Longer allergy season: relief that works 6/11
(This article is based on the allergy coverage from ConsumerReportHealth.org.)
Experts are predicting another extended allergy season this year, with higher pollen counts and accelerated ragweed growth rates—one of the environmental health impacts of climate change.
If you are miserable whenever the trees and flowers bloom, there are a number of ways to get the safest and best relief. The first step is to check your symptoms and make sure you’re having an allergic reaction and not suffering from a cold or other infection. Itchy eyes, sinus pain, sneezing, and other symptoms can be cold symptoms. Consulting a doctor often can help with a correct diagnosis and is recommended.
Once you’ve got a good diagnosis, consider making some lifestyle changes, such as staying indoors with the window shut and the air-conditioner on when the pollen count is high. Or you might try having someone else mow the lawn, or doing outdoor activities on low-pollen days. According to Consumer Reports health experts, these measures can be more effective than taking over-the-counter medicines.
Staying indoors and taking other avoidance measures may be most important between 5 a.m. and 10 a.m., when allergen levels are typically highest. If you try this approach, set your air conditioner to re-circulate the air so you reduce the amount of pollen and other outdoor allergens from flowing into your home.
Check the pollen count in your area before going out. When you return home, take a shower to wash the pollen off your skin, and wash your clothes.
If you still require medicines to relieve your symptoms, there’s some good news: all the newer antihistamines cause less sedation and drowsiness. The recommended remedies include generic loratadine (brand name Claritin), a recent Best Buy Drugs pick for allergy drugs.
But not all allergy drugs work equally well for all people. So if loratadine doesn’t work for you, it might be worth trying other options, including:
• Allegra Allergy (fexofenadine) it’s less likely than some other antihistamines to cause drowsiness. But the same is true for loratadine, which costs much less than Allegra Allergy.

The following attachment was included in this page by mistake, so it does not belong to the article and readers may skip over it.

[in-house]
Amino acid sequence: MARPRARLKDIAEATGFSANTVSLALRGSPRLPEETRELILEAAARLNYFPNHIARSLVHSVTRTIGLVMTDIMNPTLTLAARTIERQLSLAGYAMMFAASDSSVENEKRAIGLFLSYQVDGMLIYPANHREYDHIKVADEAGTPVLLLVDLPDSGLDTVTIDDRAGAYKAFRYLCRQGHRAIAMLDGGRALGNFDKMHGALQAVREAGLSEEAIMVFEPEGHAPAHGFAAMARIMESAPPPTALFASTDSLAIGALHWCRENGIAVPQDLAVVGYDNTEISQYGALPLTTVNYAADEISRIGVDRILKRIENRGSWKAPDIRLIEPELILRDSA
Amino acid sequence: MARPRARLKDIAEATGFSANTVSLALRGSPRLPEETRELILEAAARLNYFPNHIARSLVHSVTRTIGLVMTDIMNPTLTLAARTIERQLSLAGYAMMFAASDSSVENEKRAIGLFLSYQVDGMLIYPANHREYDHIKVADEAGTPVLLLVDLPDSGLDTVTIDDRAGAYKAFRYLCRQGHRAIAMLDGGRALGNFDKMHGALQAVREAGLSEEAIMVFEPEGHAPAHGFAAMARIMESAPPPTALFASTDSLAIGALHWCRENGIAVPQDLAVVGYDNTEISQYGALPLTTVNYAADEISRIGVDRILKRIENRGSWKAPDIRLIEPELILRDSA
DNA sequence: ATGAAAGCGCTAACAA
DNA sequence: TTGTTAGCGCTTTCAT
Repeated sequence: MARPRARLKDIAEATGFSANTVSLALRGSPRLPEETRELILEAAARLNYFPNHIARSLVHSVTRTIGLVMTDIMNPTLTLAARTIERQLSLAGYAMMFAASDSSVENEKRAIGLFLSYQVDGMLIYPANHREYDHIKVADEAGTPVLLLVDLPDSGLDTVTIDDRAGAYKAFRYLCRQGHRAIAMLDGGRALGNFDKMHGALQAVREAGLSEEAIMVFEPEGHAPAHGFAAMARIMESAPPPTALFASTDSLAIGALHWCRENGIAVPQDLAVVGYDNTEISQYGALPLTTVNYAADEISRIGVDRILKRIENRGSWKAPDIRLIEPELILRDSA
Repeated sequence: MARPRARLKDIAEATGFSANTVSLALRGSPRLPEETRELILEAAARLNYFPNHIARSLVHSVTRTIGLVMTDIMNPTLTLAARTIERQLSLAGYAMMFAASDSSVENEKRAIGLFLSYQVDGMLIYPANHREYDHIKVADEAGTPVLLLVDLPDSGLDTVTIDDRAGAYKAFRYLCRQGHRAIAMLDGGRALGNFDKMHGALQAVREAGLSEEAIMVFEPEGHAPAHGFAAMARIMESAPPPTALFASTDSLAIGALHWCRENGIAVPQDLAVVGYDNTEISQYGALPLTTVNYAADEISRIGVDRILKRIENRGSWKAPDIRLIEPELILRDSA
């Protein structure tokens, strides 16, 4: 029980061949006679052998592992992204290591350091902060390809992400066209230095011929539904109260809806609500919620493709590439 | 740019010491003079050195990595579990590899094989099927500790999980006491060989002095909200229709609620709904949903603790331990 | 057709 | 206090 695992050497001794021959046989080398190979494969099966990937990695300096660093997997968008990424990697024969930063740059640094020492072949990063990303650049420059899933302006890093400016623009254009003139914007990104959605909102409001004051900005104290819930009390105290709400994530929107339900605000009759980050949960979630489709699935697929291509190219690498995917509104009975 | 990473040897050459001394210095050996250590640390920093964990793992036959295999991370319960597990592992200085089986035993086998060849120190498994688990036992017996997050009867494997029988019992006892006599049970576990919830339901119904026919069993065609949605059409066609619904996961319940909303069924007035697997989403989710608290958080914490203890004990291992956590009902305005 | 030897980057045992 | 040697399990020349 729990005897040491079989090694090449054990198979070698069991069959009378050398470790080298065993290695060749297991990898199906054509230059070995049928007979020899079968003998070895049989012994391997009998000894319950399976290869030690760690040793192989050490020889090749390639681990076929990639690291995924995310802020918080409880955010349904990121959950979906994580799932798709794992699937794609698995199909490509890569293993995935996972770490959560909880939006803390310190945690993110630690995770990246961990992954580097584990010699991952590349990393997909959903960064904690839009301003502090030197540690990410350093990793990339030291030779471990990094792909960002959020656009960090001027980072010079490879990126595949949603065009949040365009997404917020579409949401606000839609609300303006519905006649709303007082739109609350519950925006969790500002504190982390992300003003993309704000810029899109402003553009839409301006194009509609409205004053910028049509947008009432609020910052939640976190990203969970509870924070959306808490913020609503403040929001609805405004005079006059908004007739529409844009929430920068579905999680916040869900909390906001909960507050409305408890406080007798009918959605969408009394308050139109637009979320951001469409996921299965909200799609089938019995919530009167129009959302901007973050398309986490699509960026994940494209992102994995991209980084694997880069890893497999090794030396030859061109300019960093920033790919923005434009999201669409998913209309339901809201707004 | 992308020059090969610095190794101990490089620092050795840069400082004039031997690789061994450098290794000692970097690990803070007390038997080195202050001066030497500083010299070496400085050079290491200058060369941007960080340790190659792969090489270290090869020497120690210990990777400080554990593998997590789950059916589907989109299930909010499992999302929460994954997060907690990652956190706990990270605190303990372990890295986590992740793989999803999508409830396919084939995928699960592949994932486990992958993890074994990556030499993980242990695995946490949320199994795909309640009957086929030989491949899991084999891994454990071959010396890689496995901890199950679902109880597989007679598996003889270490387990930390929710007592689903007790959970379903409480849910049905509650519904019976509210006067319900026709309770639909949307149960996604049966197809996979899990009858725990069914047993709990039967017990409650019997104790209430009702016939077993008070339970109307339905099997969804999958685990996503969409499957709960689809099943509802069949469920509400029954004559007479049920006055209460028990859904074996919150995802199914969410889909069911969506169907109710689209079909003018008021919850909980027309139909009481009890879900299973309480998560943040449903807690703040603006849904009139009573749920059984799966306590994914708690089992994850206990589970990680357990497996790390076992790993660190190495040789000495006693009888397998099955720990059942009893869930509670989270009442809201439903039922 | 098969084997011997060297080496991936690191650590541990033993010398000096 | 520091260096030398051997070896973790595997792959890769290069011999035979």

• Cetirizine (Zyrtec Allergy and generic), which is available as an over-the-counter generic, but might be more likely to cause sedation than loratadine or Allegra.
• Older antihistamines such as diphenhydramine (Benadryl Allergy and generic) and chlorpheniramine (Chlor-Trimeton and generic), which not only can cause drowsiness but also dry eyes and mouth, and urinary retention, and should be avoided by people with narrow-angle glaucoma or an enlarged prostate.
• Desloratadine (Clarinex), which is still only available as an expensive, brand-name prescription drug.
Natural remedies, such as herbs and salt water baths for the nose, (saline nose irrigation) can offer some relief from allergies and hay fever symptoms, according to Consumer Reports medical experts, but they have some cautionary advice:
Studies of natural remedies are growing, but there is little government oversight of the potency, purity, and identity of dietary supplements compared with that of prescription and over-the-counter drugs. So you should exercise caution with any herbs or other dietary supplements, especially with young children, and avoid taking them if you are pregnant.
You should look for the USP verification mark on any dietary supplement you buy. Otherwise, there is no guarantee that what's on the label is really in the bottle. Remember that some "natural" remedies may contain dangerous ingredients and can harm people who have certain allergies or medical conditions or take certain medications. Be sure to consult a doctor or pharmacist before using any supplements or hay fever natural remedies.
Natural remedies that are "possibly effective"include: Butterbur, Phleum Pratense (Timothy grass), and Tinospora cordifolia (Indian tinospora, moonseed).
Many experts recommend first trying better-established strategies to treat hay-fever symptoms. Prescription or over-the-counter allergy medication may provide relief. For more information, see the Best Buy Drugs report on allergy treatments.
Watch video "Best antihistamine for your allergy"
Check the pollen count in your area. [American Academy of Allergy, Asthma, and Immunology]
Allegra leaps from Rx to OTC—but should you? 4/12/11
Natural remedies for hay fever 5/09
A saltwater bath for the nose 5/09